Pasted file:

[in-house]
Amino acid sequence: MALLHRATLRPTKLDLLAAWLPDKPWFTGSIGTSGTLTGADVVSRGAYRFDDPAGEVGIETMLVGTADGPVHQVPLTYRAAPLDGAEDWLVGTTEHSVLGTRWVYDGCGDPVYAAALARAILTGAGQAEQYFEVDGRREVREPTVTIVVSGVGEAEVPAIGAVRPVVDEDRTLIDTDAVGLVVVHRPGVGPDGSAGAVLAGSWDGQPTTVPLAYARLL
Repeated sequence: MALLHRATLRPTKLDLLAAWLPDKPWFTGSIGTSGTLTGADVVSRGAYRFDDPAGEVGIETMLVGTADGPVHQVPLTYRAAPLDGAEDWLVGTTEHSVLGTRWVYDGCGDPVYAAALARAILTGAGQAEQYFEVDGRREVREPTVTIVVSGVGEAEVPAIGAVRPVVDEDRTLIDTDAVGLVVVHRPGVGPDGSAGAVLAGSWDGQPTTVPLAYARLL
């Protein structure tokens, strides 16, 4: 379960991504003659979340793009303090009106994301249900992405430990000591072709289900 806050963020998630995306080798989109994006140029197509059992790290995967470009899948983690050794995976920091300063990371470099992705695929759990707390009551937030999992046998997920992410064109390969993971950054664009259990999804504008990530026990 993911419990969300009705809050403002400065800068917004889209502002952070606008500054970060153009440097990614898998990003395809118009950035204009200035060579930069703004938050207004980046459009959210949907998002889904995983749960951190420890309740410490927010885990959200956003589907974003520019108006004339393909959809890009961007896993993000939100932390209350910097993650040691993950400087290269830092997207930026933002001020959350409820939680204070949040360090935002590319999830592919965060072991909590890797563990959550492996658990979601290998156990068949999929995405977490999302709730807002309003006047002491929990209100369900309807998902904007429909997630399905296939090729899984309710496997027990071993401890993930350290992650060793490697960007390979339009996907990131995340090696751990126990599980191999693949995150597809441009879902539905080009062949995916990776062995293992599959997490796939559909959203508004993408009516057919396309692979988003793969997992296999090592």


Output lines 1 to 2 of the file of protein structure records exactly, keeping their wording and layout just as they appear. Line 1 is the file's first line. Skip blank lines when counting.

[in-house]
Amino acid sequence: MALLHRATLRPTKLDLLAAWLPDKPWFTGSIGTSGTLTGADVVSRGAYRFDDPAGEVGIETMLVGTADGPVHQVPLTYRAAPLDGAEDWLVGTTEHSVLGTRWVYDGCGDPVYAAALARAILTGAGQAEQYFEVDGRREVREPTVTIVVSGVGEAEVPAIGAVRPVVDEDRTLIDTDAVGLVVVHRPGVGPDGSAGAVLAGSWDGQPTTVPLAYARLL